A business is an organization that produces or sells goods and services in an effort to make a
profit. A profit is what remains after expenses have been subtracted from the revenues. Expenses
is the money a business spends to produce its goods and services to run the business; also known
as costs. Revenues is the money a business earns by selling its products and services; also known
as sales. Someone who can spot an opportunity and then develop a good plan to capitalize on it
can succeed. Business produce most of the goods and services we use, employ people, create new
innovations, provide opportunities for other businesses/ suppliers, enhances quality of life. Profits
helps owners earn money and the taxes help support government while others support charities.
Expenses (costs) - Revenues (sales) = Profit (reward)
Economic systems: An economic system allocates a nation's resources among its citizens. The key
difference between economic systems is the way in which they manage the factors of production.
Factors of production are the resources used to produce goods and services: labour, capital,
entrepreneurs, natural resources and information resources or technology.
Labour: The mental and physical training and talents of people; human resources. Example:
Imperial Oil is a huge company that requires a wide labour force with variety of skills such as
managers, geologists, truck drivers etc.
Capital: The funds needed to operate an enterprise. Obtaining and using labour and other
resources requires capital. A major source of income for small businesses is personal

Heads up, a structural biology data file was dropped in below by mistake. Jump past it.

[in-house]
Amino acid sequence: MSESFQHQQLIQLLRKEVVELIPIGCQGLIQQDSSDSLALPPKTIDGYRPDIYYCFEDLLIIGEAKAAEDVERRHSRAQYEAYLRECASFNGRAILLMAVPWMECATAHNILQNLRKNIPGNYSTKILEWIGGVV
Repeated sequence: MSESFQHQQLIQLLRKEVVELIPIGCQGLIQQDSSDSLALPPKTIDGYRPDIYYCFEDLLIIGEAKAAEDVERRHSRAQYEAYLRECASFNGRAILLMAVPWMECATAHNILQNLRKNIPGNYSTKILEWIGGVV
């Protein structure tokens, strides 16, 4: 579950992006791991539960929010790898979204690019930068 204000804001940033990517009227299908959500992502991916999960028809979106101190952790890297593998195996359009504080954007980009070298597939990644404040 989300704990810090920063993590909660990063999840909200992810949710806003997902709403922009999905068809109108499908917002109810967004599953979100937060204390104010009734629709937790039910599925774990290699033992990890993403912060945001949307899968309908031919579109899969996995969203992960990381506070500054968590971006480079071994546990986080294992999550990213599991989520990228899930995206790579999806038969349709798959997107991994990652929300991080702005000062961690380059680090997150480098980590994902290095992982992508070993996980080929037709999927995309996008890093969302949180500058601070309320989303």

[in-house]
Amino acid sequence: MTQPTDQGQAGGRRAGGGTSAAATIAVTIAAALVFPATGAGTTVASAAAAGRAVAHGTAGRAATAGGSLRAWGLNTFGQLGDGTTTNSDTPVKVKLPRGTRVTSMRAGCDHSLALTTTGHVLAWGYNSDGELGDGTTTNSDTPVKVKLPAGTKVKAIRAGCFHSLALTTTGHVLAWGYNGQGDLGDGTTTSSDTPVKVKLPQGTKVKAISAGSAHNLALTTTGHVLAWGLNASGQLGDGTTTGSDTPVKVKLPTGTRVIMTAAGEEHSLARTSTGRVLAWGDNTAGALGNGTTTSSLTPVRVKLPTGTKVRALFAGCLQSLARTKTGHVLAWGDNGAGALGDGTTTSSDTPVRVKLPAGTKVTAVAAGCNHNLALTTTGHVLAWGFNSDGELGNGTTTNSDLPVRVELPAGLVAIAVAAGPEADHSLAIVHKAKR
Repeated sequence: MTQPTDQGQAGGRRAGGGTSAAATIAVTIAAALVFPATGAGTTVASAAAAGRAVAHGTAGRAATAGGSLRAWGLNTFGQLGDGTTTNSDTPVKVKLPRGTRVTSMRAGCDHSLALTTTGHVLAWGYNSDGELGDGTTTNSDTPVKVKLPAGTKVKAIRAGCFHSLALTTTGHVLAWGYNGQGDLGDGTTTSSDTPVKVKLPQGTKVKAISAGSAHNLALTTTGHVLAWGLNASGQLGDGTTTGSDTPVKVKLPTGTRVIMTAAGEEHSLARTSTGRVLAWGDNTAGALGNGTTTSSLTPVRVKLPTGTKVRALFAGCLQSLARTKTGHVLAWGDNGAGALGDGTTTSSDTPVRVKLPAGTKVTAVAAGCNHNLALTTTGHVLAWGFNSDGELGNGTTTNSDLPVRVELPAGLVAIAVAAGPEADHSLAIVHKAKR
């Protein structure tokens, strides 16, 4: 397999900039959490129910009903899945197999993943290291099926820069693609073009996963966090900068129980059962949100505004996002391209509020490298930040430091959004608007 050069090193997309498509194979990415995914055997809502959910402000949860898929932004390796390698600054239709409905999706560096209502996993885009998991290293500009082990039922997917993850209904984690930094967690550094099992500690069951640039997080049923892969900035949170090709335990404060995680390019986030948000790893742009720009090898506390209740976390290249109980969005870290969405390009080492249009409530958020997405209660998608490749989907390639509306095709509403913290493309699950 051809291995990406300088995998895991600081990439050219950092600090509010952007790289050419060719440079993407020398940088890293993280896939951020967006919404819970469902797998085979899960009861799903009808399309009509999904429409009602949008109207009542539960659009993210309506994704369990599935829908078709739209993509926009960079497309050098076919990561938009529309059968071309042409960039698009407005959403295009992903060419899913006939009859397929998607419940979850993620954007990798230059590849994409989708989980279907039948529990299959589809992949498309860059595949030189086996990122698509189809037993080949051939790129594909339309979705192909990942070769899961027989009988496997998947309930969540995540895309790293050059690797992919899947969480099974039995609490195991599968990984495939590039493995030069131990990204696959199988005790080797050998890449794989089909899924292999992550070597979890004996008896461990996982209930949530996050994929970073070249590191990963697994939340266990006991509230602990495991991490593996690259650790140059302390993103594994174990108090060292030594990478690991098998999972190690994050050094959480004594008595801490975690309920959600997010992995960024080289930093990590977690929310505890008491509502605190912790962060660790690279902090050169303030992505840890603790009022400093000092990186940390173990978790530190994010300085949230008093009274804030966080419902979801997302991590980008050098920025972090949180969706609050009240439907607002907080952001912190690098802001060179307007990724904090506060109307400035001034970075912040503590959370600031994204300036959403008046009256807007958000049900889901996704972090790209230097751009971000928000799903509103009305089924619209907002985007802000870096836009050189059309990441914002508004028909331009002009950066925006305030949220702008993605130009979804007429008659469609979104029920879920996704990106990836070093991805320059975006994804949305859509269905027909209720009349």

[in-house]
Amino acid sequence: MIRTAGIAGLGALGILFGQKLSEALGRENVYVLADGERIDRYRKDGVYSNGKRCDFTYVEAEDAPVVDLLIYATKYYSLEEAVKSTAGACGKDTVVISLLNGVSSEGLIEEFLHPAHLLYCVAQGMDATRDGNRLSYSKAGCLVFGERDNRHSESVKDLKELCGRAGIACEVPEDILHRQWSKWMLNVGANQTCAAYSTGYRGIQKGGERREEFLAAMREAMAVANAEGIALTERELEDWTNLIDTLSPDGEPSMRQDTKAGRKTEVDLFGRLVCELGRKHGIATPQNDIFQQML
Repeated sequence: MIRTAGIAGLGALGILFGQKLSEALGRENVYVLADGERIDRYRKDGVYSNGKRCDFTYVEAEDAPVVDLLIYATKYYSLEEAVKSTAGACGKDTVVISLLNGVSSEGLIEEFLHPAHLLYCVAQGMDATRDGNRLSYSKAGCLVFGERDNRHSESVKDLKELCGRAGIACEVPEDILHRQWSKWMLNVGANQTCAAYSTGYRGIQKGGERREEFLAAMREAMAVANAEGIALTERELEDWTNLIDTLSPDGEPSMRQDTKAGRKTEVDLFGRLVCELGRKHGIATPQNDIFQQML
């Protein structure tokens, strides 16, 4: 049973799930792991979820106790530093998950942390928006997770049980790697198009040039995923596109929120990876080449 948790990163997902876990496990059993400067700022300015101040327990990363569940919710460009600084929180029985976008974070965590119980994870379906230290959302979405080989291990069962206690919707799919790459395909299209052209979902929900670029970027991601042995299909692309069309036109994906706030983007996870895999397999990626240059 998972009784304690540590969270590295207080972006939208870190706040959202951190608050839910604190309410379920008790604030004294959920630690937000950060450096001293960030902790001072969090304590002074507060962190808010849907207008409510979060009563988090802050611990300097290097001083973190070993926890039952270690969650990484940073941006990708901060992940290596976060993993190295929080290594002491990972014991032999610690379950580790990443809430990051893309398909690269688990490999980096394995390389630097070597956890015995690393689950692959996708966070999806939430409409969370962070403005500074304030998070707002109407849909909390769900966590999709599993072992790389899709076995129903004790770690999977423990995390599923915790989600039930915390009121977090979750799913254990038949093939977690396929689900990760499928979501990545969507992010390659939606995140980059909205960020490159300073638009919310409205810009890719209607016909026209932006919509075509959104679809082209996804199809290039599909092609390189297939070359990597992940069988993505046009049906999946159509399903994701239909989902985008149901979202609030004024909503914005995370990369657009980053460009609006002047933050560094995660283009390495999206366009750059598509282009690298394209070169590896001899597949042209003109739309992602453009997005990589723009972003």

investment by owners. The investments can also come from individual entrepreneurs,
partners, or stock investors. Revenue from the sales is the key and source of capital once a
Entrepreneurs: They are the individuals who organize and manage labour, capital, and
natural resources to produce goods and services to earn profit; also run a risk of failure.
Jimmy Pattison is a Canadian entrepreneur.
Natural resources: Items used in the production of goods and services in their natural state
including land, water, minerals, trees etc. Imperial oil uses large quantities of crude oil to
process but it also needs land where the oil is located and for refineries and pipelines.
Information resources: Information such as market forecasts, economic data, and
specialized knowledge of employees that is useful to a business and that helps it achieve its
goals; technology. AOL is in the information business. It provides online services for its
subscribers in exchange for a fee.
Types of Economic systems:
Command economy: The government controls all or most factors of production and makes
all or most production decisions; relies on central government.
Communism: A type of command economy in which the government owns and
operates all industries. Proposed by Karl Marx in the19th century; wanted individuals
to contribute according to their abilities and receive economic benefits; expected the
governments to temporarily take ownership of production factors; things didn't got
Socialism: A kind of command economy in which the government owns and operates
the main industries while individuals own and operate less crucial industries such as
restaurants etc. Large proportion of people work for government; many government-